2019 UMN Cooperative Black Cutworm Trapping Network Report #7
Report #7 Week of May 18-24, 2019
For more information: Black Cutworm Reporting Network
May 30, 2019
Black cutworm (BCW) moth activity was well down this week. The exception was a May 24-27 flight into southeast MN that was picked up by traps in Goodhue, Dodge, and Freeborn Counties (Figure 1).
While this was the last week of full scale trapping, additional moths will likely continue to move into the state over the next few weeks. However, some of these moths can be shorter distance migrants and much of southern MN has already seen earlier flights whose offspring will be active for quite some time. A few traps, including Lamberton will continue operating for a while over curiosity or concerns for late-planted sweet corn and other crops.
There was at least one typo in last week’s newsletter. I mentioned the possibility of black cutworm north of Stevens and Polk Counties. This should have read Stevens and Pope Counties. Well, just to bail me out, the Polk County trap did pick up BCW over the weekend so the moths are making their annual journey to northern parts of the range.
Table 1 shows degree-days for BCW larval development and risk for corn damage for the significant captures so far this spring… and there are a lot of them (Figure 2). Some of these traps have captured quite a few moths this season (Figure 3)!
Earlier planted corn is emerging. Based on the earliest flights, scout corn before 300 degree-days after moth arrival or June 1. Remember, it takes larvae 4th instar (stage) or larger to cut corn. Also, corn cut above the growing point will survive. However, broadleaf crops are easily killed by the feeding of black cutworm (and other cutworm species) when they are cut below the cotyledons. Small seedlings, sugarbeets for example, can be cut by cutworms smaller than 4th instar.
Economic thresholds - When to treat a problem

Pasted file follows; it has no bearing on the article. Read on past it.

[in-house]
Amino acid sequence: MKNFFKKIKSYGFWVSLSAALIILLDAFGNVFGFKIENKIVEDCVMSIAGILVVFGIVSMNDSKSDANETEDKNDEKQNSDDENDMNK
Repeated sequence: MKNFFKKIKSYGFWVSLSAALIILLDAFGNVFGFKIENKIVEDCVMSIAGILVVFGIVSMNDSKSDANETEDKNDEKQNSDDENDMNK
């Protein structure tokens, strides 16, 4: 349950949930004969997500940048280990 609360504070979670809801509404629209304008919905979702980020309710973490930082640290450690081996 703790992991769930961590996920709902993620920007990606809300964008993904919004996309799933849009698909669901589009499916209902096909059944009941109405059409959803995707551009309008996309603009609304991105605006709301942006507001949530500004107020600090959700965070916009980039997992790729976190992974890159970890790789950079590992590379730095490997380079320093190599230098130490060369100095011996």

Cutworms reduce yield by decreasing final stand or plant population. The generic economic threshold for black cutworm in corn is 2-3% of the plants cut or wilted when the larvae are less than ¾ inch long. The threshold increases to 5% cut plants when larvae are larger. However, with high corn prices, these thresholds could be lowered to 1% wilted or cut and small larvae and 2-3% wilted or cut for large larvae.
Remember to take into consideration corn populations in individual fields and adjust threshold numbers accordingly. For example, if the current plant population is at or near yield limiting levels, you can afford to lose fewer plants than in a field with a higher emerged population. The role of corn plant stand in determining yields can be found in Table 2.
The reason the black cutworm economic threshold varies by larval size is based in larval feeding. Cutworms must shed their skins (molt) in order to grow. The stage between molts is called a larval instar. Cutworms will begin to cut corn at the 4th instar (~1/2 inch long). The smaller larvae tend to cut corn at or near the soil surface while larger larvae tend to feed below ground. The larvae are full grown and cease feeding between 1½ and 2 inches long. While larger larvae will cut or tunnel into larger plants, they have less time left to feed and, as a result, have the potential to cut fewer plants. Table 3 gives approximate sizes in length and width of the head for black cutworm larvae.
There are more detailed dynamic black cutworm thresholds available. They use stand, crop stage, projected damage and crop price. However, caution is advised when dynamic thresholds generate lower thresholds below those described above. Yield loss, actual or measurable, does not begin with the first missing corn plant. If there were high grain prices and a good planted and emerged stand, you could easily be treating cutworm populations that would not reduce stand enough to actually hurt yields.
The rescue insecticide calculator (Table 4) is adapted from a University of Illinois publication and is an example of a dynamic threshold that is used in several management guides. Modern corn yields and prices could indicate treatment at a very low percentage cut plants using this worksheet, perhaps leading to over-reactive treatment decisions. However, the yield loss factors are still useful when combined with yield loss by stand reduction charts.
Thanks to all the Cooperators who check and reported pheromone trap captures! There are likely interns and others who helped as well. Thanks to all.
This project is supported, in part, by the farm families of Minnesota and their corn check-off investment.
Until next week,
Bruce Potter and Travis Vollmer